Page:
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Best & worst: 1994
Artforum International. 33.4 (Dec. 1994): p64+.
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she simultaneously babbles and freezes up around her stunning humming maybe love Jordan Catalano (sumptuous Jared Leto), who sings a bit like Michael Stipe after a toke and wants to make snow in the mountains, his back-up plan if his band, Frozen Embryos, doesn't pan out. To help her deal with making it through the whole day, day after day, Angela has the sweet capable incapabilities of Brian Krakow (Devon Gummersall) and the help of new friends, brave pilgrims, Rayanne Graft (A. J. Langer) and Rickie Vasquez (Wilson Cruz), both of whom are already too well aware of life's quotidian woundings--which they numb with a sip of a silver flask or a smile that is always about to turn into something else entirely--yet still nervously excited by its prospects. Rayanne has done it all, or acts like she has, which might be the surest sign that she soon will, and Ricky knows who is where and WE ASKED 29 TASTEMAKERS TO LOOK BACK AT 1994 AND REMEMBER THE BEST OF WHAT THEY SAW, AND THE WORST. WHAT MATTERED AND WHAT MISSED? IN THE NEXT DOZEN PAGES, CONTRIBUTORS IN FIVE CATEGORIES--EXHIBITIONS, MUSIC, MOVIES, TELEVISION, AND STYLE--PICK THEIR PETS AND PEEVES.


Make It New

Bruce Nauman retrospective, Museum of Contemporary Art, Los Angeles: Bad news from the studio, but real news nevertheless. Twenty-five years of pieces, each of which seems to have arisen out of a condition of sudden panic--out of the terror of not knowing, of having forgotten, willfully, day after day, what art is and what an artist might do--of having forgotten, even, what an artist is. A fountain? A source of mystic truths? A cruel instructor? A tortured clown? We get one brutal, last-ditch guess after another, and the whole practice of "artmaking" is reinvented, again and again, in cold desperation, from ground zero. Eschatological propositions are posed, reposed, and never quite discarded. Death is the mother of beauty? Cruelty is the mother of joy? Slavery is the mother of thought? Clearly, while the best pupils in the class are polishing up their dissertations, Nauman is still trying to form the letters and wondering whether letters are indeed what is required. In the present atmosphere of smug knowledgeability, this doubt-wracked puritanism is as bracing as a sip of kerosene. If nothing else, this exhibition demonstrates the utility of intellectual fashion as a ready foil--as an academic straight man against which Nauman's drastic humanism, redolent as it is with Beckett, Eliot, and Artaud, seems as fresh as a daisy and perfectly au courant, perpetually seeking its end in its beginning--and continuing to begin, again and again.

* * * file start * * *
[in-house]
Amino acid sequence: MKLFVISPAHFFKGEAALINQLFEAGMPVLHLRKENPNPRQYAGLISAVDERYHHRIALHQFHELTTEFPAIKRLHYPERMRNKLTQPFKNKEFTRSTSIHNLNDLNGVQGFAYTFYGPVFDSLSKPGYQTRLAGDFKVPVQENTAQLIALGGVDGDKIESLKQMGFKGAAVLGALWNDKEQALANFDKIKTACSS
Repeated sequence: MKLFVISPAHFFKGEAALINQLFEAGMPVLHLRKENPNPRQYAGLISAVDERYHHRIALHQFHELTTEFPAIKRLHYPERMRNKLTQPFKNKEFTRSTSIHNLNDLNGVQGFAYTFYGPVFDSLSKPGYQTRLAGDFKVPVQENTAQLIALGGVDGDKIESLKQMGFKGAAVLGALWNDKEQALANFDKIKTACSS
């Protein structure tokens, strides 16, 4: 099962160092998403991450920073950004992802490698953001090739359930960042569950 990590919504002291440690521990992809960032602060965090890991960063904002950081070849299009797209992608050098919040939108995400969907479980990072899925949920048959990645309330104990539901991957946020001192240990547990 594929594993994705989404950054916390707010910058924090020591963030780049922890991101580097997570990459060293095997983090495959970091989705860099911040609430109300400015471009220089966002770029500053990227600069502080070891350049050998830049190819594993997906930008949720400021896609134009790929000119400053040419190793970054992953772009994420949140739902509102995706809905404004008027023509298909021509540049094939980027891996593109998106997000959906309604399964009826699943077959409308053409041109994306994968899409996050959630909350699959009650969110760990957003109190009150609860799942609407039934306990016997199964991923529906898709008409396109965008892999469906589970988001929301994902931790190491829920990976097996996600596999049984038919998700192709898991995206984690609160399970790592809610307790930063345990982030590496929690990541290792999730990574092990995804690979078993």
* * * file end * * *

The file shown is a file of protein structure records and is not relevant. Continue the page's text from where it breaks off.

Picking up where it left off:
Made Me Blue

Great. Art triumphs again. The abject body of "struggling humanity" is tarted up in a surfeit of excremental paint, stranded in an ocean of tasteful white space, imprisoned behind a wall of shining glass, and gentrified by a quarter-mile of high-dollar beaux-arts framing--and we are expected to genuflect, fall supine, and hyperventilate with transcendence. Basically, the Lucian Freud retrospective at the Metropolitan Museum of Art, New York, is the kind of exhibition that gives vulgarity a bad name. At best, it offered the beholder a baleful glimpse into life on the tidal flats of ebbing Modernist culture. But you didn't have to be there. Imagine Andrew Wyeth painting a Francis Bacon and you will get the idea, and it is a stupid idea. I hated this exhibition so much that three-quarters of the way down its intestine of soggy paint, I opted to regurgitate myself, turned upstream against the river of connoisseurs, and made my way out the way I came in. In retrospect, this still seems a wise decision, and the only explanation I can imagine for the exhibition's popularity (aside its being bad enough to recommend blindness) is that New Yorkers do not spend enough time in the art stores of Santa Fe, Scottsdale, and Laguna Beach. Seriously. Stick an abject, painterly feather on one of these dudes and you could move it out of the gift shop in the La Fonda.

Dave Hickey is a critic who teaches at the University of Nevada, Las Vegas.


Yum Yum

Maybe I'm a Swiss person trapped in the body of a Baltimorean, but to me Fischli/Weiss (Sonnabend Gallery, New York) are the wittiest artists working today and their March show fooled even some of the so-called "cutting edge." Fischli-Weiss' faux ephemera of an imaginary installation crew (lumber, coffee cups, cleaning supplies, tools) arranged haphazardly in an "empty" gallery (nails from the last show still hung in dirty unretouched white walls) led many art-lovers to turn right around and get back on the elevator. "I went but the show wasn't up yet" became my favorite mistaken review. Little did these unadventurous browsers realize they had just seen the drollest, most deliciously good good-taste exhibition of the year.

If you managed to recognize the polyurethane-painted pieces for what they were--hand-carved sculptures of objects so commonplace as to be almost invisible except for the elegance of everyday dirt and grime--you realized here was irony without Pop, camp, or purposeful bad taste. But after careful observation of these brand-name cleaning supplies, ashtrays, and nondescript boards, you noticed that what looked so delightfully real at first glance wasn't even that well done. These fake "workmen's" wares seemed as if they'd been produced in a hurry, with little care for perfection, almost as if a first attempt at reality was the best Fischli/Weiss could do. You had been fooled by the exquisite bait left behind by these great impostors, but not by their craft, only by their effortless understatement.